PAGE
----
Why are GARCH models used to forecast volatility if residuals are often correlated?

  • The answers to this question on forecast assessment suggest that if the sequence of residuals from the forecast are not properly independent, then the model is missing something and further changes should be made to remove the correlation.

    That does make sense to me and it suggests that we should be able to do better than a simple GARCH(1,1) model.

    However, in almost all the literature on the subject, this issue is never discussed, and the fact that forecasts produced residuals that are serially correlated is taken as a fact of life. Indeed, people have produced methods for accounting for both serial and contemporaneous correlations when comparing different forecast models.

    So, why is this the case? If the GARCH(1,1) model does have such problems, why is it still considered a standard approach for modeling volatility?

    I guess this is because the suggested autocorrelation in residuals, which are mentioned in the original question, usually is not a problem when using GARCH, which should be obvious, since the volalatility equation of the GARCH model is an ARMA-model of the residuals, which will usually be able to filter any autocorrelation of the residuals.

    It has been my experience that forecast residuals exhibit strong serial correlation. Quite a few papers discuss this issue as a very common problem with forecast assessment. See http://papers.ssrn.com/sol3/papers.cfm?abstract_id=331800

    I had a query, I will be thankful if someone could help me: I am currently working on NSE Nifty 50 Futures and was working to forecast volatility by using Garch models..which model and error distribution should i use in order to have good future forecasts?

    I think the terminology used in the question could be improved. I would suggest clearly separating *model residuals* (from in-sample fit) from *forecast errors* (out of sample). *Forecast residuals* is an uncommon term in my experience.

  • One of the reasons the ARCH family of models is used is that you only need price data to generate the model. These data exist back to the 1800s, so ARCH is great for looking at volatility over very long periods. I don't know that I'd say that the ARCH model has a lot of problems -- it solved the problem of not allowing volatility in time or in the level of the underlying process. It allowed Robert Engle to put to rest Milton Friedman's idea that inflation uncertainty varied with inflation level and won Engle the Nobel Prize.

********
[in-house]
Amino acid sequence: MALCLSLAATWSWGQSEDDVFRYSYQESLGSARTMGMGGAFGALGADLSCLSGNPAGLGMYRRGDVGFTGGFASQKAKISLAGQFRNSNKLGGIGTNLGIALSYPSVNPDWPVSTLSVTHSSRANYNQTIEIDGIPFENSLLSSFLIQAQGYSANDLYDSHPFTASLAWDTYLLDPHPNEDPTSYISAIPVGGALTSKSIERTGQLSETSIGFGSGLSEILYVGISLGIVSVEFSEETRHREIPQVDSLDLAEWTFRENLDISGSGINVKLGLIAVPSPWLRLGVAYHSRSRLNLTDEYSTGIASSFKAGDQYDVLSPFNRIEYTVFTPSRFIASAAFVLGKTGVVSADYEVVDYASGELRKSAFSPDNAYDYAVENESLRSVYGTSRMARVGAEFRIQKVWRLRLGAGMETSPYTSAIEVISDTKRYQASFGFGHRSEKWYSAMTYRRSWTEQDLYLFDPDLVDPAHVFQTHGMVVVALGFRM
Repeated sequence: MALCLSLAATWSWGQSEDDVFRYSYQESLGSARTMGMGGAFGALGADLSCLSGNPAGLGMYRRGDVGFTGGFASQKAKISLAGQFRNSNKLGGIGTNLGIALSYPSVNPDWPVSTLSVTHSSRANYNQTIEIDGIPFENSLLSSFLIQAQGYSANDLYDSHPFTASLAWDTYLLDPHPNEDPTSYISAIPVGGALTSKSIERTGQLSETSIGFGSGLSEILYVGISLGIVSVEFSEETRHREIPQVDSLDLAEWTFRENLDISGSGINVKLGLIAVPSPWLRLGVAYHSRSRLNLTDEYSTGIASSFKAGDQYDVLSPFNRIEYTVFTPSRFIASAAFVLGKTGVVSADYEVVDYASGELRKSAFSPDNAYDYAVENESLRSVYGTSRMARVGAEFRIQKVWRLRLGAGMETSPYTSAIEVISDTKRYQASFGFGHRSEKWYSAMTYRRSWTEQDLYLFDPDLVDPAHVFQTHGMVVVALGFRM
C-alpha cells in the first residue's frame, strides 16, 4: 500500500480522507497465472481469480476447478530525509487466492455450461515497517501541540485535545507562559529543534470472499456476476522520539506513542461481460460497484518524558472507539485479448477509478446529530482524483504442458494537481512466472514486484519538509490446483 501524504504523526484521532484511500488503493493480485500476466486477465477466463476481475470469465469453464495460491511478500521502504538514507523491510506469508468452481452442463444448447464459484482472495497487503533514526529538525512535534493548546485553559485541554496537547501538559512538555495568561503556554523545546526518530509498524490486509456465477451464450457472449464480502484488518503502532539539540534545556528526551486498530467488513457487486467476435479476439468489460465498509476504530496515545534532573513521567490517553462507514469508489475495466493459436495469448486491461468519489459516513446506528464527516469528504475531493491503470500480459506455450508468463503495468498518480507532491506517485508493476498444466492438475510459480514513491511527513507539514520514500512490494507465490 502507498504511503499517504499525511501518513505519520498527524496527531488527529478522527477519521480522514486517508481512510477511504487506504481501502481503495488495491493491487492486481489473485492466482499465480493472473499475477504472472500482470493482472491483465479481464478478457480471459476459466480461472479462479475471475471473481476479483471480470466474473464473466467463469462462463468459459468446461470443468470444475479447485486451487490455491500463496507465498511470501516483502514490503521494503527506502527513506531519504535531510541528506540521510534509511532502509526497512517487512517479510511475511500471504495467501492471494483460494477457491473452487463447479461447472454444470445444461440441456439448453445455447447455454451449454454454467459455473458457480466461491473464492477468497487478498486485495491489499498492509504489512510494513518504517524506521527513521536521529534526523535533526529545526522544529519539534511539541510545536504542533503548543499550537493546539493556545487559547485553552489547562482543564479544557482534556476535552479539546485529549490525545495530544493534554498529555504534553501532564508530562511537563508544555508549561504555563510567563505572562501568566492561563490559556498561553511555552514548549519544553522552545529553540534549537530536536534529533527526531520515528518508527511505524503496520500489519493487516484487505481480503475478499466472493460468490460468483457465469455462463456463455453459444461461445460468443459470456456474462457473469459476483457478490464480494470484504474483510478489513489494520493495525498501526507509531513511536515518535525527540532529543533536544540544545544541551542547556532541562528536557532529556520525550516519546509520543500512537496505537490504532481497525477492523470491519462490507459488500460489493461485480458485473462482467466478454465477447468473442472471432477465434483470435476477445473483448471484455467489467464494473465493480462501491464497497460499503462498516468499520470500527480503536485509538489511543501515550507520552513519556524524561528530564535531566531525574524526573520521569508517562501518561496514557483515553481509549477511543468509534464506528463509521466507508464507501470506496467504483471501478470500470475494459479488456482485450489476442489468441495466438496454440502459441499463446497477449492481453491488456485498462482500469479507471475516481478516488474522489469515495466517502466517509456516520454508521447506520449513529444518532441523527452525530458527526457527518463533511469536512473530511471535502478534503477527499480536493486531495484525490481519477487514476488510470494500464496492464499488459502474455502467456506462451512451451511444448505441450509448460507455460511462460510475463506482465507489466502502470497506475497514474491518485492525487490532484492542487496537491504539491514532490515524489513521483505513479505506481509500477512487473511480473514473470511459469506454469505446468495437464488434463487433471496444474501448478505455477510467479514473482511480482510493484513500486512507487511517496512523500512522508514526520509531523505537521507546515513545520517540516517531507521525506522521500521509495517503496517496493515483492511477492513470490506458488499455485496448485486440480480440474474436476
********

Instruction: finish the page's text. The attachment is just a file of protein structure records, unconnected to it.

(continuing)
However, I agree with Brian that there are probably better volatility forecasts. ARCH models are necessarily based in the past, not in expectations. I think I would look first at implied volatility from options. Using implied volatility from options will also allow to forecast higher moments like skew and kurtosis.

    Why should I be confident that implied volatility makes a better predictor than volatility forecast from a GARCH-Model?

    The implied volatility should incorporate all market information and investor expectations. An ARCH model needs to be calibrated after a regime change. An extreme example would be if WWIII broke out right now, the price on options would rise quickly and we could back out the implied volatilities. The ARCH models would need to be fed new information at this new higher volatility to calibrate. Really, I would look at both, but as far as a forecast I would feel a little better that the implied vol captures the market's current expectations.

    But there's also the caveat that the implied volatility will be a little higher than the realized volatility because it includes an option premium.

    But with implied volatility you rely on efficient market hypothesis and all of its assumptions. The GARCH too would react swiftly to rising volatility, as one could see in the financial crisis.

    I can understand the aversion to EMH. But the problem with EMH isn't that it's completely wrong, just that it's not completely right. I don't think the real chinks in EMH are applicable for option-able stocks. For options with volume (i.e., 20-50 days to maturity and volume in the underlying) I think you can feel pretty good that the option price reflects a lot of information. But for illiquid options and stocks, you're right, you should take the info with a grain of salt. But if there's no volume in the underlying, ARCH models will fail you, too.

License under CC-BY-SA with attribution

Content dated before 7/24/2021 11:53 AM